nature-siberian-neanderthals-17.02.16-v2One reason why Australians and other Melanesians appear so divergent from other Asian populations maybe their Denisovan (or other human) DNA. Most (if not all) human groups appear to have picked up DNA from some other, non-Homo Sapiens source. Europeans, East Asians, and Native Americans all have a small percent of Neanderthal DNA. Africans, IIRC, have a small % of some local African homin. And Melanesians/Australians have a small % of Denisovan DNA (Denisovans were a less-well-known cousin of the Neanderthals.)

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9 thoughts on “When did Asians Evolve?

  1. Curious (to me, anyway) is the distance of the line separating the South Chinese from *bright green* Northeast Asians in the Cavaliers-Sforza linkage tree. Also not sure where the northern Chinese fit in?

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    • If you take a good look at Haak’s dataset/the map, you’ll notice a genetic cline where groups in Siberia are mostly “red” with a little “yellow,” while groups in south east Asia are mostly Yellow with a little red. The completely pure yellow groups are aboriginal Taiwanese, while the pure red are from central far north Siberia. I regard this as evidence of (at least) two originally distinct population waves, one which diffused from the north and one from the south, but of course I may have the direction of travel backwards.

      On top of that, the Melanesians/Aborigines, who got to the area first, may have left behind some DNA in southern Asia (Denisovan shows up in very low levels in southern Asia, higher in Tibetans who have been very isolated and who use their Denisovan DNA to survive up there,) which would make southern Asians tend to cluster toward Melanesians.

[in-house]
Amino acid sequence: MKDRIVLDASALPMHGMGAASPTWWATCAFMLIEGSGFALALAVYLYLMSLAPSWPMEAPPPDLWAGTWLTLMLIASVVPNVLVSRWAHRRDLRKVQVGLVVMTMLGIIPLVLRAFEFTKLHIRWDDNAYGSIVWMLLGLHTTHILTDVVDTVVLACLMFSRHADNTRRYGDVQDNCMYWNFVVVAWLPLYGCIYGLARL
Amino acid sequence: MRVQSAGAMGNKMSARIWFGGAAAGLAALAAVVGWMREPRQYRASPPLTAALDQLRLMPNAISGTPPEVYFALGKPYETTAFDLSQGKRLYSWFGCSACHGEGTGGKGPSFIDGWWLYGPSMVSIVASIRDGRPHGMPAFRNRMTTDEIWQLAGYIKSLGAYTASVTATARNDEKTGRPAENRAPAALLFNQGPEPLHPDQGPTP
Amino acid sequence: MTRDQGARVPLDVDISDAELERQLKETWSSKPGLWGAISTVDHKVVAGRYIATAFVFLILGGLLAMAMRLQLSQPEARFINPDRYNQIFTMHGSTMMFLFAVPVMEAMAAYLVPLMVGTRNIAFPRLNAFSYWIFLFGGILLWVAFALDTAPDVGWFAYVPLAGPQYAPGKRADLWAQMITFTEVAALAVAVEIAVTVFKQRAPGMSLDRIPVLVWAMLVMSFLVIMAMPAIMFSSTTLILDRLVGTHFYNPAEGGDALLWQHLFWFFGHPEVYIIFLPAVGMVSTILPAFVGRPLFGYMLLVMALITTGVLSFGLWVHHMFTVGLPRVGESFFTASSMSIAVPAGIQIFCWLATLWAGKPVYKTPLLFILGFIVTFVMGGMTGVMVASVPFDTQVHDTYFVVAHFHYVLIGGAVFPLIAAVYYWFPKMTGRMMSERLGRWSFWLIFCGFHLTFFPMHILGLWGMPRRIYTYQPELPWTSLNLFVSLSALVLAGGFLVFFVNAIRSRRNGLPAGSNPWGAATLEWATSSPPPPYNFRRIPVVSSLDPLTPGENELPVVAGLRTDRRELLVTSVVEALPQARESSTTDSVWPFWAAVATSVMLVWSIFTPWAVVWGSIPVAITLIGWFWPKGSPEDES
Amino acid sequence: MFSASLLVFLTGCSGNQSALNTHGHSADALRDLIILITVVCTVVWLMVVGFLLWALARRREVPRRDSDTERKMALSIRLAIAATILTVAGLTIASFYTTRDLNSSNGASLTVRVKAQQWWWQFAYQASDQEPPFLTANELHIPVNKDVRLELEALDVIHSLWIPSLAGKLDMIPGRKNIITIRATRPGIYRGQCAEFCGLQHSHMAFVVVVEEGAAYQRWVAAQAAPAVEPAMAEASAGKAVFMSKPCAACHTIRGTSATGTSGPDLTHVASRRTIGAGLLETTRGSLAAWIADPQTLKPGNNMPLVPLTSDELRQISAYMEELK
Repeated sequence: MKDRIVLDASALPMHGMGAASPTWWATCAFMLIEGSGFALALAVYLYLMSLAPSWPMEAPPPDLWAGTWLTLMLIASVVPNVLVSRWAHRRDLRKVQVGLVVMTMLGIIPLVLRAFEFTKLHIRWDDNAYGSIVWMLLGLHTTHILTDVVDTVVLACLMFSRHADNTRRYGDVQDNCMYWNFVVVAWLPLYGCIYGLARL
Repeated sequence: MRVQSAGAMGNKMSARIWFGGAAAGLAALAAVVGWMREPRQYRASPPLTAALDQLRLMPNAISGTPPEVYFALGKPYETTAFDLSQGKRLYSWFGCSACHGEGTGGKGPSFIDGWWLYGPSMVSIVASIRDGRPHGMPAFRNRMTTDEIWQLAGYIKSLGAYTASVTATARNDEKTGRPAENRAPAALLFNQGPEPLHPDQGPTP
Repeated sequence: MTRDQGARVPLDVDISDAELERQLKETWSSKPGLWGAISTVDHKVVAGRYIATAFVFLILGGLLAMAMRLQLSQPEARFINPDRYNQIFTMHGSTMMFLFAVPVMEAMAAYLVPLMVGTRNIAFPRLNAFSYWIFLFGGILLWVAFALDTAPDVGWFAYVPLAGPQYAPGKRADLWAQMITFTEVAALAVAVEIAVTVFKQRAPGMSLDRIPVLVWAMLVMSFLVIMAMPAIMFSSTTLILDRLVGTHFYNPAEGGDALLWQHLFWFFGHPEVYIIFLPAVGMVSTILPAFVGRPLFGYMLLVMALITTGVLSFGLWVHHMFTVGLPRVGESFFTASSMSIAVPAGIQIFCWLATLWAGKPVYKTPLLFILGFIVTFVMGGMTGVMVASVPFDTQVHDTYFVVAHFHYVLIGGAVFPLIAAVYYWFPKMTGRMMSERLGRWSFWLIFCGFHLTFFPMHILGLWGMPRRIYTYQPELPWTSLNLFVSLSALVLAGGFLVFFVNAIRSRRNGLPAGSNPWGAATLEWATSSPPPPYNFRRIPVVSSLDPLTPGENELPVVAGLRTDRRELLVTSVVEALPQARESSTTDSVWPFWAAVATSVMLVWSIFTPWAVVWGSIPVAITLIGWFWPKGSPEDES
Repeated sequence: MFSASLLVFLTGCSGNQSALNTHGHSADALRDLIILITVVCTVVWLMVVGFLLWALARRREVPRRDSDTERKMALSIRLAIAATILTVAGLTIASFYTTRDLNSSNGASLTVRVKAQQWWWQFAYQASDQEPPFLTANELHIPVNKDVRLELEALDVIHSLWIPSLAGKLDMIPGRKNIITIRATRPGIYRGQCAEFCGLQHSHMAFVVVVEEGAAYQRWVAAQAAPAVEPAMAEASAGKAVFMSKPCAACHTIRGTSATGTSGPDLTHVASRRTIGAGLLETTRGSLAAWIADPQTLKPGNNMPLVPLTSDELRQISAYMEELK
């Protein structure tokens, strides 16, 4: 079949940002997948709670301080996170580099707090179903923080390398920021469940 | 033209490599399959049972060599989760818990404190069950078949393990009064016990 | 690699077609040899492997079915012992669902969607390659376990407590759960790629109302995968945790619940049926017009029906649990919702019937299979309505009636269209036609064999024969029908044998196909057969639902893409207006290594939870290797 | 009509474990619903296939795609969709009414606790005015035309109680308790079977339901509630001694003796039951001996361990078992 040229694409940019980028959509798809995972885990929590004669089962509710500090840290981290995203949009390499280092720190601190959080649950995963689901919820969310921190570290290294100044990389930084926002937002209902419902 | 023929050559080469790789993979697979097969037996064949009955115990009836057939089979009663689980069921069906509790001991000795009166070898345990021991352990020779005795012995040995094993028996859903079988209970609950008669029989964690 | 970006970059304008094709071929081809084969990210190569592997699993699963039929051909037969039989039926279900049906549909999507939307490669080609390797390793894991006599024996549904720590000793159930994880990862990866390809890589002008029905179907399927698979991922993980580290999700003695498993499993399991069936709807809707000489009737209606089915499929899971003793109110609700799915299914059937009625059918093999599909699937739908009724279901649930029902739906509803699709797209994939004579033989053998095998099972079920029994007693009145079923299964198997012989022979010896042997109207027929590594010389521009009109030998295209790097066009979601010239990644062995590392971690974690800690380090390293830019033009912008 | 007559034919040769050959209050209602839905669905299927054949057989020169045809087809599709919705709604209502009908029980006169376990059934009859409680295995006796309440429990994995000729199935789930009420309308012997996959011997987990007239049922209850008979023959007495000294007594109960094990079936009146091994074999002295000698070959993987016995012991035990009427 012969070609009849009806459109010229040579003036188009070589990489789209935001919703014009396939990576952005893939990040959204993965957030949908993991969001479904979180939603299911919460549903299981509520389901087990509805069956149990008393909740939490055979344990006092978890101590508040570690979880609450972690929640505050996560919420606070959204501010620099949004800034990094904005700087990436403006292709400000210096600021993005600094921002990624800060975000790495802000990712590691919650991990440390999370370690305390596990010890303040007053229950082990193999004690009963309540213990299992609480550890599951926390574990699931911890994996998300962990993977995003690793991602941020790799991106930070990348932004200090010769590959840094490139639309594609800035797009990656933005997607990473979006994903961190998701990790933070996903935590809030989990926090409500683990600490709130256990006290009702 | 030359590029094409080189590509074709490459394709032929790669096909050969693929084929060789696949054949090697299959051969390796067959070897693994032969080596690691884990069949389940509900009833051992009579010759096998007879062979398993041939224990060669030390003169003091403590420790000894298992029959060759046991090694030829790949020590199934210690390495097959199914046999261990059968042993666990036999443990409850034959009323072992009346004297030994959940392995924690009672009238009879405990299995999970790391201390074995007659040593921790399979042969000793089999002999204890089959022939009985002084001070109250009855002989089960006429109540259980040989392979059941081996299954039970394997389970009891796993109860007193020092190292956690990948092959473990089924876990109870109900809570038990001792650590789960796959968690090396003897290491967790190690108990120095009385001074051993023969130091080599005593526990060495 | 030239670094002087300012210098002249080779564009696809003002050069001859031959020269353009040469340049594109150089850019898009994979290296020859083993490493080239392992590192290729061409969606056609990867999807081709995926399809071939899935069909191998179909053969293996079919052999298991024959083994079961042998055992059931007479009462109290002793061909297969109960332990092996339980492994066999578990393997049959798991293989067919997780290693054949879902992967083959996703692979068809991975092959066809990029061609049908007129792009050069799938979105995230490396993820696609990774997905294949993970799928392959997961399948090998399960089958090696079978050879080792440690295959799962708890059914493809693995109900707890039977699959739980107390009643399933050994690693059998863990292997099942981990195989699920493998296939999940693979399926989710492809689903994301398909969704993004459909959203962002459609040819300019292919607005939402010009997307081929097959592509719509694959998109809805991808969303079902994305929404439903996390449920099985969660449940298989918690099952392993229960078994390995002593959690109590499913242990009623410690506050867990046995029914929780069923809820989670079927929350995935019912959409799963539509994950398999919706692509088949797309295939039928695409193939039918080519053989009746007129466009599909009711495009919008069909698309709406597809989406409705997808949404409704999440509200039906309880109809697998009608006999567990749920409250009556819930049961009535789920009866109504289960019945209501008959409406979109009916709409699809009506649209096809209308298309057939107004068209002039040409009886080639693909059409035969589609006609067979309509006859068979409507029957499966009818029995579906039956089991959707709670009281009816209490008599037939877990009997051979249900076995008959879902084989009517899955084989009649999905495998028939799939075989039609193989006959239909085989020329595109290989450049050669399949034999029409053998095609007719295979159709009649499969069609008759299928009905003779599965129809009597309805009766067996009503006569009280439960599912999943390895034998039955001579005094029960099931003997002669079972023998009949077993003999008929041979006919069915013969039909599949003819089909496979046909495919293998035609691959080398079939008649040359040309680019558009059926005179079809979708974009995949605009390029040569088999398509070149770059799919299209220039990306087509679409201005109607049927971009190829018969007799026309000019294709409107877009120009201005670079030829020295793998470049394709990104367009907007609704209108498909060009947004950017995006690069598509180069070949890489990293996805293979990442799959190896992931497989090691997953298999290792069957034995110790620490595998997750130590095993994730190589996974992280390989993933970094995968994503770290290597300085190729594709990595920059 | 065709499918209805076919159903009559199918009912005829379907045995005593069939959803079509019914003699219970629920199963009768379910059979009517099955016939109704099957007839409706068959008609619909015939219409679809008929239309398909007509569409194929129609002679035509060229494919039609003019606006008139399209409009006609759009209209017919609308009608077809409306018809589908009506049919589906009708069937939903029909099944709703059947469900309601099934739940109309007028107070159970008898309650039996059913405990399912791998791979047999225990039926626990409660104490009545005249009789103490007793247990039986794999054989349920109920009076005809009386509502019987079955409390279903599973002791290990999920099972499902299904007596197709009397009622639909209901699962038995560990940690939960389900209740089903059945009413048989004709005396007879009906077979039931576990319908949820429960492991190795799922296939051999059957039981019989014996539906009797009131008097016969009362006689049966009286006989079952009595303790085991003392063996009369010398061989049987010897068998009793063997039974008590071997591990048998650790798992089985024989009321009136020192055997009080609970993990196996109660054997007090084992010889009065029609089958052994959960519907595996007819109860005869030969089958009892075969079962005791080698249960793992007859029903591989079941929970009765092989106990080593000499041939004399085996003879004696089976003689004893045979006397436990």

According to Haak’s graph, Northern Han are very close to Japanese and Koreans, but have slightly less of the red Siberian; they have slightly more red than the southern Han, though.

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  2. Does Haak have any Malagasy in his dataset, just interested in comparing them with both East Africans and other Asians?

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    • Not that I remember, but off the top of my head, they’re Polynesians, descended from the aboriginal Taiwanese people, but probably with a lot of Melanesian and African mixed in–according to Wikipedia:
      “Recent genetic studies on the Malagasy people showed that they have mixed African and Asian ancestries.[1] Three Malagasy populations, Temoro, Vezo, and Mikea, have approx. 70% African ancestry and 30% Asian ancestry.[1]

      In a 2010 study, the Polynesian motif (mtDNA haplotype B4a1a1a) occurs frequency varied among three ethnic groups: 50% in Merina, 22 % in Vezo, and 13% in Mikea. There are two additional mutations (1473 and 3423A) founded in all Polynesian motif carriers of Madagascar, hence named the Malagasy motif.[2] Most likely scenario is that Madagascar was settled approximately 1200 years ago by a very small group, which consist of approx. 30 women; where 28 (93%) of them have Island Southeast Asian descent and 2 (7%) of them have African descent.[2]

      The closest Asian parental population of the Malagasy are the Banjarese and other South Kalimantan Dayak people of south east Borneo.[1]”